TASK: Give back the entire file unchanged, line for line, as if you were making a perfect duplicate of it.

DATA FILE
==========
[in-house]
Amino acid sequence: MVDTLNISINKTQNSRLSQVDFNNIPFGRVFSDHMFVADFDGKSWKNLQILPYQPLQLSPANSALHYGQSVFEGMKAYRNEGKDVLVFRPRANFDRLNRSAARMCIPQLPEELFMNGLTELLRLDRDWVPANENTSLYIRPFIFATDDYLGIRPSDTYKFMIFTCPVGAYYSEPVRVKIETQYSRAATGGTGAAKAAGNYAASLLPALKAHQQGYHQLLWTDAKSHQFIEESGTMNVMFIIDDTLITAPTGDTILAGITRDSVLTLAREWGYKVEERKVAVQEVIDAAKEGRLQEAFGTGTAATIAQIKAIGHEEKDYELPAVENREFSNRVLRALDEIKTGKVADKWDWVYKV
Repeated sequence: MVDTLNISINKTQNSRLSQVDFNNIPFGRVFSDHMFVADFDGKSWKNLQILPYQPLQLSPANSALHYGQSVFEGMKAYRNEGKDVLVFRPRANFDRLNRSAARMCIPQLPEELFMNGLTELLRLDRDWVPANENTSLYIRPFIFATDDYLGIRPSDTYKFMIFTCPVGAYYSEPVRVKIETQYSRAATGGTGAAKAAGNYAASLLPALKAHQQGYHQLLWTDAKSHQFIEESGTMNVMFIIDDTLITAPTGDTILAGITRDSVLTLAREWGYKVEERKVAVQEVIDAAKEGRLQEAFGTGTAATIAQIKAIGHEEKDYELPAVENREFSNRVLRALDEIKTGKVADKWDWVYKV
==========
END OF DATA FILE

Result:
[in-house]
Amino acid sequence: MVDTLNISINKTQNSRLSQVDFNNIPFGRVFSDHMFVADFDGKSWKNLQILPYQPLQLSPANSALHYGQSVFEGMKAYRNEGKDVLVFRPRANFDRLNRSAARMCIPQLPEELFMNGLTELLRLDRDWVPANENTSLYIRPFIFATDDYLGIRPSDTYKFMIFTCPVGAYYSEPVRVKIETQYSRAATGGTGAAKAAGNYAASLLPALKAHQQGYHQLLWTDAKSHQFIEESGTMNVMFIIDDTLITAPTGDTILAGITRDSVLTLAREWGYKVEERKVAVQEVIDAAKEGRLQEAFGTGTAATIAQIKAIGHEEKDYELPAVENREFSNRVLRALDEIKTGKVADKWDWVYKV
Repeated sequence: MVDTLNISINKTQNSRLSQVDFNNIPFGRVFSDHMFVADFDGKSWKNLQILPYQPLQLSPANSALHYGQSVFEGMKAYRNEGKDVLVFRPRANFDRLNRSAARMCIPQLPEELFMNGLTELLRLDRDWVPANENTSLYIRPFIFATDDYLGIRPSDTYKFMIFTCPVGAYYSEPVRVKIETQYSRAATGGTGAAKAAGNYAASLLPALKAHQQGYHQLLWTDAKSHQFIEESGTMNVMFIIDDTLITAPTGDTILAGITRDSVLTLAREWGYKVEERKVAVQEVIDAAKEGRLQEAFGTGTAATIAQIKAIGHEEKDYELPAVENREFSNRVLRALDEIKTGKVADKWDWVYKV